fiscated upon tho testimOuy Af tLAn'
tive. The detective wa afterwJS?"
taken wita frenzied, remorse and Z V
a fuH confession, moved to P .
and was livinsr in tl.Rt. jii t.. ii)mPoii,
when the. sudden
" IlfHrLrl 4.
lefelt it nd cut him- do
,.ruo hfo. In,iK th8
fveries smoug the rnius of Po -this-
confession wits, discover a
Miss EUl.r's f eat.grai,dfatbedr'
fully vindicated. A Chicago aJM
who was traveling throiiRb Ear
heard of the oirciimsf auce. and bv
of detectives, fenud in the DWJLa,i
M,l,ssa ICider the oly -u.rtijjjjj
of her lamented great-graiid r i
The lawyer has taken the ijer:
tho ease on a eoiitiiigm. fHt? aud w
liss.i lenven for Rome to fake n '
sion of that town. Of eonrs..
der i.nr . HigratnlHhoi,8; CO.OlKuL
The Washington correspondent of
the Chicago Junes sajs:
n '?,r mi i- he 8nrPa to hear
that Belknap is .,ppoiu,ed to some
office, us he is received iu most friend
ly terms at the White House. The
Other day a gentleman from Keokuk
was hero and had some business with
Belknap. After it was concluded he
expressed a desire to see the Presi
dent. ,?You do, do you ? said Belknap
,'theu I will take you up aud introduce
you.' Belkuap added pleasantly and
with u swagger of seeming levity
However, if you go out on the streets
with mo you must expect to lie stared
at. I dou't miud it, as I am used to
it.' The Keokuk man says that the
President, received them very cordially
and chat-ted with Belknap as if with a
tried and trusted friend."
The Wn.liinjrtou ITIonuiuwnt.
It is estimated tlmt it will take $450 .
000 to complete the Washington monn
ment on the present plan. The bill
recently passed by Congress appropri
ates $200,000 to' tho work, in the ex
pectation that the remainder he
raised by popular contributions. There
has been expended on it np to this
time $230,000. When completed the
monument will be higher than any
other monument, obelisk, dome or
spire in the world, as the following
comparison shows:'
' " ' Feet.
Cheop's pyramid in Egypt.'. 4K0
Landshut (spire), Germany 4)jr
Strasbuig (spire), Germany 4t;g
St. Peter's (dome), Home 457
St. Paul's (spire), liondou. 3ti5
Capitol (dome), Washington 30(1
Hunker Hill monument, IJostou...... 221
Washington monument, Uallinioro. .. 191
Washington . , National monument,
Washington.. 485
From the Albany Argus.
An Explanation.
A satisfactory explanation of the in
crease in th.i ordinary expenses of the
government since 1871-2 may be fonnd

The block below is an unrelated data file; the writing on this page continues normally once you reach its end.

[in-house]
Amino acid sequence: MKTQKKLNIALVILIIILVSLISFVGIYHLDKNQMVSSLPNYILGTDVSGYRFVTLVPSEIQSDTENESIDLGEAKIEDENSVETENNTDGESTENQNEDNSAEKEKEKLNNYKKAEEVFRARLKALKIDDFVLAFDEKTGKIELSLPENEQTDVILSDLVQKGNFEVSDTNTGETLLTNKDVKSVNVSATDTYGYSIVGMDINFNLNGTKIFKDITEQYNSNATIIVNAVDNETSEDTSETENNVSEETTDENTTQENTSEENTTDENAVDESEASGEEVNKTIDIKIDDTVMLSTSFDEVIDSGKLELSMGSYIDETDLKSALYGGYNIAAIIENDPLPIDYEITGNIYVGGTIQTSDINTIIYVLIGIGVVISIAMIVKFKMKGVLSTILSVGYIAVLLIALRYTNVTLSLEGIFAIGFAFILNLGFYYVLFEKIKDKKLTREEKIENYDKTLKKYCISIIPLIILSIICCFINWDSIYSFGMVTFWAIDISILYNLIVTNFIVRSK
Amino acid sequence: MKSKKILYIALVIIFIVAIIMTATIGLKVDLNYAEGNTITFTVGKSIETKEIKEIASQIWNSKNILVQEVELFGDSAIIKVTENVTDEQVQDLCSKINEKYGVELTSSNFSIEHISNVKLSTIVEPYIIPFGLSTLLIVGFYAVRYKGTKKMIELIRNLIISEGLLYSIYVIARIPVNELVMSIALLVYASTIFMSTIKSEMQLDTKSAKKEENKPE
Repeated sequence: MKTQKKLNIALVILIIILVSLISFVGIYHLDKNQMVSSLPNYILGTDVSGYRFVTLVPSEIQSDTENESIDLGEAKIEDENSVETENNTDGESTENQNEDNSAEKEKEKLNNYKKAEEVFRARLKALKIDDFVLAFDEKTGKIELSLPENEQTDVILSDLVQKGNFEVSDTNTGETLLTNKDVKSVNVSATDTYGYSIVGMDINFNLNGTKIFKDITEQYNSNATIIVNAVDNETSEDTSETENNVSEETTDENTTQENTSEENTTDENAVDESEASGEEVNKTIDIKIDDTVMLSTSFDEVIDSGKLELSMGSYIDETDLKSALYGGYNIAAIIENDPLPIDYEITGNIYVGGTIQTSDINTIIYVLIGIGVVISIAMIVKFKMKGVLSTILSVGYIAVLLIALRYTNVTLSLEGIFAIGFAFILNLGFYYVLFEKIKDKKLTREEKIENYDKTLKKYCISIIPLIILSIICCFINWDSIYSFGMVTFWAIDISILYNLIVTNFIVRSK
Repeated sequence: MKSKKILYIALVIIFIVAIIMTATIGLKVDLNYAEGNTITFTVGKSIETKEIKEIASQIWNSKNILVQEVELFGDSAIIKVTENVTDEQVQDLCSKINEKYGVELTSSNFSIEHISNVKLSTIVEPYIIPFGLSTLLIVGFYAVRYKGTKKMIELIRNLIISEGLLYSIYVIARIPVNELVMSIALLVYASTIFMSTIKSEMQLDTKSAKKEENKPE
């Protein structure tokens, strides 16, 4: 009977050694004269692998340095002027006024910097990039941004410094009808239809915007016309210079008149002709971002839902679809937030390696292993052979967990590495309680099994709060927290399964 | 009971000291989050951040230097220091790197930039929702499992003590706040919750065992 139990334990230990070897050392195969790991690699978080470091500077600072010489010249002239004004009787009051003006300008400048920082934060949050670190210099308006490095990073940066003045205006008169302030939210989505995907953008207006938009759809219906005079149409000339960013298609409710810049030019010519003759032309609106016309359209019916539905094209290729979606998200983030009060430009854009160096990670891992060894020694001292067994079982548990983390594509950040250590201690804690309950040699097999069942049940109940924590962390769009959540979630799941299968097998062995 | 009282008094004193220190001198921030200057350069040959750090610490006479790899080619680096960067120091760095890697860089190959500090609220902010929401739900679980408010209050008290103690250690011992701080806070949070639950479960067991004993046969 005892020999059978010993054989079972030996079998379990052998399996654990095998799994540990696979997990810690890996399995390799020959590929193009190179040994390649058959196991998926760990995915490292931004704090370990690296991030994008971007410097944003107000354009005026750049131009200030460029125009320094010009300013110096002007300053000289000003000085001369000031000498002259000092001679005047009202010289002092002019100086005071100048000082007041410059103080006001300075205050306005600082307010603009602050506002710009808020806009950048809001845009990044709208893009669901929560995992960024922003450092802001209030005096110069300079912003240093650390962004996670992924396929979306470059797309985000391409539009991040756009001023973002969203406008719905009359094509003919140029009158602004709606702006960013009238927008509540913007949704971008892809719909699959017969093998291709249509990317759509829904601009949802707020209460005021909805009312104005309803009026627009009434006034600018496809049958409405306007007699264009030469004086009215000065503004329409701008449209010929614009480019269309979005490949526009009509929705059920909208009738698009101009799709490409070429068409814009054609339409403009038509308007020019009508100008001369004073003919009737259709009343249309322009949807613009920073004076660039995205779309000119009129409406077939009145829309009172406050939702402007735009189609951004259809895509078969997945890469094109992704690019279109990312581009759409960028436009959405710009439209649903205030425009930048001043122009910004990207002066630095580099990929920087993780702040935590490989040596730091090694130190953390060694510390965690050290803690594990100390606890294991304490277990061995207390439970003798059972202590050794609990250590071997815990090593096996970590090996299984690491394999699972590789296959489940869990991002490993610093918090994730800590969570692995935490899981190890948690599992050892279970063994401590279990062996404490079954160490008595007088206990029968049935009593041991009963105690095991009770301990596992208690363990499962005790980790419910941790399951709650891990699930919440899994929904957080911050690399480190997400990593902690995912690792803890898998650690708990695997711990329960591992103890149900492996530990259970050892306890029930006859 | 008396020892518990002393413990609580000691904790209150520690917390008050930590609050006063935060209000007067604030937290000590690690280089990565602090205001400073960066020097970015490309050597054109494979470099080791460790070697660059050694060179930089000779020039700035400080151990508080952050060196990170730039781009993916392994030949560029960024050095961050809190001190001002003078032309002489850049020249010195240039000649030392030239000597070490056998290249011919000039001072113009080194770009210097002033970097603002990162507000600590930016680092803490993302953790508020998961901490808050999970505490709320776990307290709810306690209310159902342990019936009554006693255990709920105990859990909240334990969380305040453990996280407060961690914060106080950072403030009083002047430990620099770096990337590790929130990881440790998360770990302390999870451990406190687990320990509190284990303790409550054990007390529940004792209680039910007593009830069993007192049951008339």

in tho increased number of government
officials an increase which has taken
place notwithstanding the decrease in
the business of the internal revenue
department. See the figures. This is
the civil list:
18G1, total 4R.049
1863, total 47,365
1805, total 53,167
18(59, total .........54,209
1871, total ........57,607
1873, total.. : 88,637
1875, total .91,119
fioui the (.rwDHboro Patriot.
Oltltuar) ICxiyiiiew.
Touehingly dedicated to Messrs;
Settle and Company by the Tilden and
Vance Club.
, "Old ZebV tlie cry where'er you gOi
The boy of giit and muttle,
; To spoil thw Kadictl pnrtyV dough,
Ami settle the hash lor Settle.
Next Jar.vis comes along to fan
' Yes. fan' him tiicety will he
' Tin; dust out of, tliat other man.
The swaggenag Major Billy..
Wiien Hoaont Worth walks In the ring
To meet that. Sitlein Mjiicaler
. Tlie KariH titav jusl h'ln toiling
, ;Tli-ir iaewe l on; to WlK'fcler.
Jbd Kcjtlrliaril will do the work (
In jam ui stylo for t'other 0110
And in a t winkling lie-will j:rk
Tho Btiltn from under Alhurtton.
Sara Lovir. one of thn tnonntan la-'H,
Will make thtni .soj eiiake while he ( t ,
Shown up tlie rreoid of tho'lCadrt
And lay out Jouuuy Keilly. "
When Kenan makeathn forward move
The KhiIh may then just, as well
Shut up ihe nbo tor 'J'az, Hargrove,
JiOwry-lo?lB Tasewell.
And Seai liorougu will dona the day
Hy tlaxiiii; our, tliu pars oi,
And h gh opon tho Hlie.H will by
Tho itioiiM ranter, "arron.
- , . 1
mm- m m w m-m mm . a V 1
II A Lt Li & 1' 12 A 11 MA lib,
flrmmi irtrnnn if 1 1
I. Ill INS Ul ' I. M A J
UUlUUilUUlUli ill. uuuuw
Meats, Flour, Coffee,
Sugar, Molasses, Fish, Salt, &e.
Wilmington, N. 2-
J 11 lie 9 fimw j
Scyiell &Co.'s Mel Hammock,
Weight Only I Lb-Bears 1300 Lb
P.KIOK OF NO. 1 4 0
A most loxurlou Couch, Scat, Swinp, &c.
Circulars may be had by addrewng
o.-ii c .xi.. in an. I 13ft Ouane Hi.. V
Four Hundred ItolLs
Three Hundred HaU'Roll
i " i l
:' Standard Full Weight.
;. T .1, E.-.'S :.
Two Thousand BunUf
-,- : . I .--
- New and Pieced,
...oX W"'(i''- W 'E -: '
Oiie Tliousanil Pounds.
i !
aug 13 d&wtl